A rusty 48-year-old tower standing in the Atlantic Ocean may soon get a makeover for modern energy. The one-time lighthouse even may accommodate energy researchers and staff for overnight stays.
Officials at the U.S. Department of Energy want to retrofit the Chesapeake Light Tower — located 13 miles off Virginia Beach, Va. — for basic research into harvesting electricity from gigantic offshore wind turbines. The tower would be equipped with instruments for measuring the wind 100 meters (328 feet) above the surface of the sea, which is the typical height of ocean turbines.
Good measurements will encourage funding for offshore wind power, said Will Shaw, a researcher at the Pacific Northwest National Laboratory who would lead the science team at the tower. Nobody has direct measurements of ocean-turbine-height wind right now, but that data would be important to potential investors seeking assurances that offshore wind is strong and will make lots of electricity.
The Department of Energy has given the National Renewable Energy Laboratory $3 million to assess the Chesapeake Light Tower and come up with a remodeling plan, said Jim Green of NREL, who would lead the remodeling. Green expects the $3 million will be more than enough for assessment, so some of it can go toward building, too. It is too early to say how much additional funding construction will need, he said.
It is still possible the assessment will find it too expensive to turn the Chesapeake Light Tower into a working, mid-ocean research lab, Green told TechNewsDaily. Officials hope to have the lab ready to go by 2014 or 2015, however.
Previously, the Coast Guard owned and maintained the aging offshore tower, Virginia Beach TV station WVEC reported. It cost $50,000 for an inspection every other year, plus more for repairs.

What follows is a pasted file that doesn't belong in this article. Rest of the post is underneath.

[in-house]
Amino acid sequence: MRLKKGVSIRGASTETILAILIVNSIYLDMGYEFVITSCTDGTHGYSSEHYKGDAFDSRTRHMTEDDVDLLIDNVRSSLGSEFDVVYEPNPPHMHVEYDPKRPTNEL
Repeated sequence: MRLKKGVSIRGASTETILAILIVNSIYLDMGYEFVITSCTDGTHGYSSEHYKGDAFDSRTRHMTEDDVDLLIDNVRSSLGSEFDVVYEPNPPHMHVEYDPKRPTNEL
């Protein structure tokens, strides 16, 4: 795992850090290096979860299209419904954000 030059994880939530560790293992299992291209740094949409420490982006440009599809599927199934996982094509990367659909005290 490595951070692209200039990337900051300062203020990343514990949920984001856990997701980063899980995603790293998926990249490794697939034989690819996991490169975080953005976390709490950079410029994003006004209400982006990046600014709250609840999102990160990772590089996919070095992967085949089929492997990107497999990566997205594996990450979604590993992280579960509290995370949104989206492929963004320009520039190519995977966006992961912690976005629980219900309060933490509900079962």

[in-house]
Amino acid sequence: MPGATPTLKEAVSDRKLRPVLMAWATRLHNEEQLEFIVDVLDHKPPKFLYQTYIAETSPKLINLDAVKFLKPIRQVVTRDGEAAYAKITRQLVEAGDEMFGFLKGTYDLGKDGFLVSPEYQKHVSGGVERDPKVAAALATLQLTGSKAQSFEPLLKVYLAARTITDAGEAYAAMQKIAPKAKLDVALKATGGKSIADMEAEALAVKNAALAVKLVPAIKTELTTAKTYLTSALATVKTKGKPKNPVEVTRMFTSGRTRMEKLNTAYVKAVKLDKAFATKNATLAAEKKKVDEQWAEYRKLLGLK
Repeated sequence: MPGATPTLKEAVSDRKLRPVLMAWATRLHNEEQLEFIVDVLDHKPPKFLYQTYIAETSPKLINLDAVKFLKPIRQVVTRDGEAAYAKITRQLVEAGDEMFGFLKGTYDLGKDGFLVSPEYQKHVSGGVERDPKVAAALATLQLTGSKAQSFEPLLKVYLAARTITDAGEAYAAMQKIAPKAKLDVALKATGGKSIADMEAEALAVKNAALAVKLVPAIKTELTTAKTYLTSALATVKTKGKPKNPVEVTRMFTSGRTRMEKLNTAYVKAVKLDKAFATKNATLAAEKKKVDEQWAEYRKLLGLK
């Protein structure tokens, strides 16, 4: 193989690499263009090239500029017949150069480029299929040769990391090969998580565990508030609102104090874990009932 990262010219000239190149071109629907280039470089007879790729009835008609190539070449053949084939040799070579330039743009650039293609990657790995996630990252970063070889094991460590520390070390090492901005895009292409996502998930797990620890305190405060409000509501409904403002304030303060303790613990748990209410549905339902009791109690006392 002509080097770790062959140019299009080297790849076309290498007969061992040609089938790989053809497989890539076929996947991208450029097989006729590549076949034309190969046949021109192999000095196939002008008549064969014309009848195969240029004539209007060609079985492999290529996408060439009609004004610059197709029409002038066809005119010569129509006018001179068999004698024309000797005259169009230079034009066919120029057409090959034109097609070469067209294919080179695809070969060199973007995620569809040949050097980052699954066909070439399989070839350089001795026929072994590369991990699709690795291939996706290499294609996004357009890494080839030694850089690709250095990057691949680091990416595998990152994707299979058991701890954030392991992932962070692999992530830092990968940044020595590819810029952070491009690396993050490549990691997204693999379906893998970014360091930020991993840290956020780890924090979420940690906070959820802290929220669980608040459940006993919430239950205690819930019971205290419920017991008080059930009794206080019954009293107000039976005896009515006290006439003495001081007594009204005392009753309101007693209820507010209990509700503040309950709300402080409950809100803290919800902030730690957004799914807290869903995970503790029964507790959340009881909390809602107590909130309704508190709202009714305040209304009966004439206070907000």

If the plans go through, the new tools the Chesapeake Light Tower will get include a 328-foot-tall add-on for measuring conditions at that altitude. The 1960s-era structure also will get LIDAR, or light detection and ranging equipment, which will measure wind speeds by sending out laser beams and calculating how long it takes those beams to return to the equipment after they bounce off of dust particles and droplets of sea spray. Researchers are especially interested in testing the accuracy of buoy-borne LIDAR.
The Chesapeake Light Tower already has a helicopter landing pad and is able to accommodate people overnight. "It's a unique facility. There's nothing like it in U.S. waters," Shaw said.
In the further future, Shaw said the tower could make measurements for how much electricity might be harvested from the up-and-down motion of waves, a potential source of non-polluting electricity that has been less well studied than offshore wind.
Shaw and two colleagues presented their plans yesterday (Jan. 8) at the annual meeting of the American Meteorological Society in Austin, Texas.
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